UCLA researchers from the Department of Material Science and Engineering have developed a novel hydrogel color system that can be used for dynamic sensing, camouflage, and adaptive optics.
Dynamic color systems have many applications from sensors to encryption to adaptive optics. The important properties in a dynamic color system include the spectral range, response rate, and manufacturing complexity. The construction of dynamic structural color platforms is typically based on combining responsive and structural materials in a tedious direct repetitive manner, which makes manufacturing expensive and slow. These methods are also prone to defects, which is detrimental to the uniformity of the structure and the color. Furthermore, the speed of color change ranges from 0.1-2.5 hours, limiting its applications.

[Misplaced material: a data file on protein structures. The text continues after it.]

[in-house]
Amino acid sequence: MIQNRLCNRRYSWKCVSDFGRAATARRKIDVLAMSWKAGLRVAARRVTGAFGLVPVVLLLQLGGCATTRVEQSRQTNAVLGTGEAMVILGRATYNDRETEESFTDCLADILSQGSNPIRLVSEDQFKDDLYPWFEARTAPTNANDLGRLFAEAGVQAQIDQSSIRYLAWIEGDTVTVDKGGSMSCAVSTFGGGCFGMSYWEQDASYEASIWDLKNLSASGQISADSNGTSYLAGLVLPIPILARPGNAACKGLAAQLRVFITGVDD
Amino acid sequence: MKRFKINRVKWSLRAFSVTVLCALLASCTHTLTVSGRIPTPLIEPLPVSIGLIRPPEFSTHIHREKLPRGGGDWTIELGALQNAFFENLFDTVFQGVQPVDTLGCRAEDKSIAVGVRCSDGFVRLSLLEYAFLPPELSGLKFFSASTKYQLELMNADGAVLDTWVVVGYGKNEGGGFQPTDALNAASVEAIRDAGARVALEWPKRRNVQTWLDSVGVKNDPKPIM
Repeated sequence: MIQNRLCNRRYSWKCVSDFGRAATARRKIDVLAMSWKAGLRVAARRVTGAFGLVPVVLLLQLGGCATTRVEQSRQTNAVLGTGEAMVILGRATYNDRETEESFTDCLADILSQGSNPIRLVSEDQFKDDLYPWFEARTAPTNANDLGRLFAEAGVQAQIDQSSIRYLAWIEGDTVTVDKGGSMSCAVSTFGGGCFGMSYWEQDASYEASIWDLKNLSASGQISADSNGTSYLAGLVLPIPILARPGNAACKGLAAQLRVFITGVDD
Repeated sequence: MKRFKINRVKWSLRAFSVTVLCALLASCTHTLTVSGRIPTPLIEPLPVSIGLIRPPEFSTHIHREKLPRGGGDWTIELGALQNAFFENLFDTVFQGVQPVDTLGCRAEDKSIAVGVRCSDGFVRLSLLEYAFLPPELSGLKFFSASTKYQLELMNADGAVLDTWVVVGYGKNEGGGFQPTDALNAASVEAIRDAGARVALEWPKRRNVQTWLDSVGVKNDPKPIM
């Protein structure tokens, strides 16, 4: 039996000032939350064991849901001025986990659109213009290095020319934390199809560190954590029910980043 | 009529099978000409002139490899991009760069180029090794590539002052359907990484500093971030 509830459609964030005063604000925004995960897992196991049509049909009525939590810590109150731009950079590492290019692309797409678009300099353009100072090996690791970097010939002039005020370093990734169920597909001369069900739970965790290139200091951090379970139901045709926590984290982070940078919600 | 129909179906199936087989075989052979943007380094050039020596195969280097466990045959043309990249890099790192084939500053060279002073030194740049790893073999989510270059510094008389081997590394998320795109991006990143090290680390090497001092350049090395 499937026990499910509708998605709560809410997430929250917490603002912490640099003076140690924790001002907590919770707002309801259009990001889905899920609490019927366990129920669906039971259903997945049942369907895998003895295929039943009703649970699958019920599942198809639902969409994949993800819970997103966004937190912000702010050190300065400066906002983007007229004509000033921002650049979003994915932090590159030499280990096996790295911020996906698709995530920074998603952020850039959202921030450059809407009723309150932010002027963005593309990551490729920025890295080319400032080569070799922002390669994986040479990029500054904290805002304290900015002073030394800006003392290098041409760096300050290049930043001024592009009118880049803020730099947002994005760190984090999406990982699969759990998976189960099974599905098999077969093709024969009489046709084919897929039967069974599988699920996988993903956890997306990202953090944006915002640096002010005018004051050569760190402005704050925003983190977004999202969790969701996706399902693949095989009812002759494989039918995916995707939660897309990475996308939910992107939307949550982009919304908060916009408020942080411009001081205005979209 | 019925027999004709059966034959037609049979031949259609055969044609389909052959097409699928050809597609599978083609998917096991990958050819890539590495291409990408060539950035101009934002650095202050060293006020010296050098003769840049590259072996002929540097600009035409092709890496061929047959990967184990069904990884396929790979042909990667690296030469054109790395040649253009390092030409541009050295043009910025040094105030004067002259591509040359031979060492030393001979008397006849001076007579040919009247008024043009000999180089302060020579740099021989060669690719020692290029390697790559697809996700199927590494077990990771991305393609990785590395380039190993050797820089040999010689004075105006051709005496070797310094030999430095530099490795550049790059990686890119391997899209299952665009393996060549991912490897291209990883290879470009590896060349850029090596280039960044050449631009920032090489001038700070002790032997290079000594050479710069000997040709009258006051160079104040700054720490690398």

UCLA researchers have developed a novel hydrogel dynamic structural color system that addresses these issues. The hydrogel can be chemically adjusted to be sensitive to volume, humidity, temperature, light, mechanical stress, magnetic or electrical field, and specific chemical and biological molecules, including pH, metal cations, and anions, in both gaseous and liquid forms. The response rate of this system is under 1 second, as compared to the minutes to hours of previous systems. This allows for a wide-open field of real-time applications. The system has high colorimetric accuracy, which allows for both human and machine reading of the result. Finally, the hydrogel approach also allows for rapid fabrication and flexible tunability.
Structural color system, color sensor, hydrogen, thin film, adaptive optics, sensors, humidity, environmental monitoring, health monitoring, chemical warfare, air monitoring, bio-hazard, encryption